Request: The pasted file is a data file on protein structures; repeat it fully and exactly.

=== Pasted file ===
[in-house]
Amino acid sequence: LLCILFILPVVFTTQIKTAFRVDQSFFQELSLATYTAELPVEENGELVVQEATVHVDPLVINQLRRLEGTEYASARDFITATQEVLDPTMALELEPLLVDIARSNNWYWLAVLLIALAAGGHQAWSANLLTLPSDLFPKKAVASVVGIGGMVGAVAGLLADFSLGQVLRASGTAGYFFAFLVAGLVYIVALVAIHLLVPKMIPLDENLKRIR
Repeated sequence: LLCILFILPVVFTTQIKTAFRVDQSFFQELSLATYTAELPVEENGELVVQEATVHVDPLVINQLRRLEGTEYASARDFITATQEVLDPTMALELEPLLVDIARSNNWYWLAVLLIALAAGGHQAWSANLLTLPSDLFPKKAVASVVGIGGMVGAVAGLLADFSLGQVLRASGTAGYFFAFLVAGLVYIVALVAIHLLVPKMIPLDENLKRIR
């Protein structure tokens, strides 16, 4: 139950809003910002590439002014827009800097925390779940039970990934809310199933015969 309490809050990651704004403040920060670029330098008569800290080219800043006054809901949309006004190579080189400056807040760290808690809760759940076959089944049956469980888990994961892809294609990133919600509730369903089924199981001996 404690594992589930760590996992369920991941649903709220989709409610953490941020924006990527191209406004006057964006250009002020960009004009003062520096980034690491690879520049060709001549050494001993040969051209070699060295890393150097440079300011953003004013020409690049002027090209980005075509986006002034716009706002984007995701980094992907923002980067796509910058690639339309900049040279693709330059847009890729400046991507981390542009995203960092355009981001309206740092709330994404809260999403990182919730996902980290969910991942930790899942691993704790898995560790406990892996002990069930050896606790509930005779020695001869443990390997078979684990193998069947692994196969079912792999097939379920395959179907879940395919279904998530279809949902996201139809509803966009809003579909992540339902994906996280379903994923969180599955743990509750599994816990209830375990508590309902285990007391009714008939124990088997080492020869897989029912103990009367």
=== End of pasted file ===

[in-house]
Amino acid sequence: LLCILFILPVVFTTQIKTAFRVDQSFFQELSLATYTAELPVEENGELVVQEATVHVDPLVINQLRRLEGTEYASARDFITATQEVLDPTMALELEPLLVDIARSNNWYWLAVLLIALAAGGHQAWSANLLTLPSDLFPKKAVASVVGIGGMVGAVAGLLADFSLGQVLRASGTAGYFFAFLVAGLVYIVALVAIHLLVPKMIPLDENLKRIR
Repeated sequence: LLCILFILPVVFTTQIKTAFRVDQSFFQELSLATYTAELPVEENGELVVQEATVHVDPLVINQLRRLEGTEYASARDFITATQEVLDPTMALELEPLLVDIARSNNWYWLAVLLIALAAGGHQAWSANLLTLPSDLFPKKAVASVVGIGGMVGAVAGLLADFSLGQVLRASGTAGYFFAFLVAGLVYIVALVAIHLLVPKMIPLDENLKRIR
């Protein structure tokens, strides 16, 4: 139950809003910002590439002014827009800097925390779940039970990934809310199933015969 309490809050990651704004403040920060670029330098008569800290080219800043006054809901949309006004190579080189400056807040760290808690809760759940076959089944049956469980888990994961892809294609990133919600509730369903089924199981001996 404690594992589930760590996992369920991941649903709220989709409610953490941020924006990527191209406004006057964006250009002020960009004009003062520096980034690491690879520049060709001549050494001993040969051209070699060295890393150097440079300011953003004013020409690049002027090209980005075509986006002034716009706002984007995701980094992907923002980067796509910058690639339309900049040279693709330059847009890729400046991507981390542009995203960092355009981001309206740092709330994404809260999403990182919730996902980290969910991942930790899942691993704790898995560790406990892996002990069930050896606790509930005779020695001869443990390997078979684990193998069947692994196969079912792999097939379920395959179907879940395919279904998530279809949902996201139809509803966009809003579909992540339902994906996280379903994923969180599955743990509750599994816990209830375990508590309902285990007391009714008939124990088997080492020869897989029912103990009367």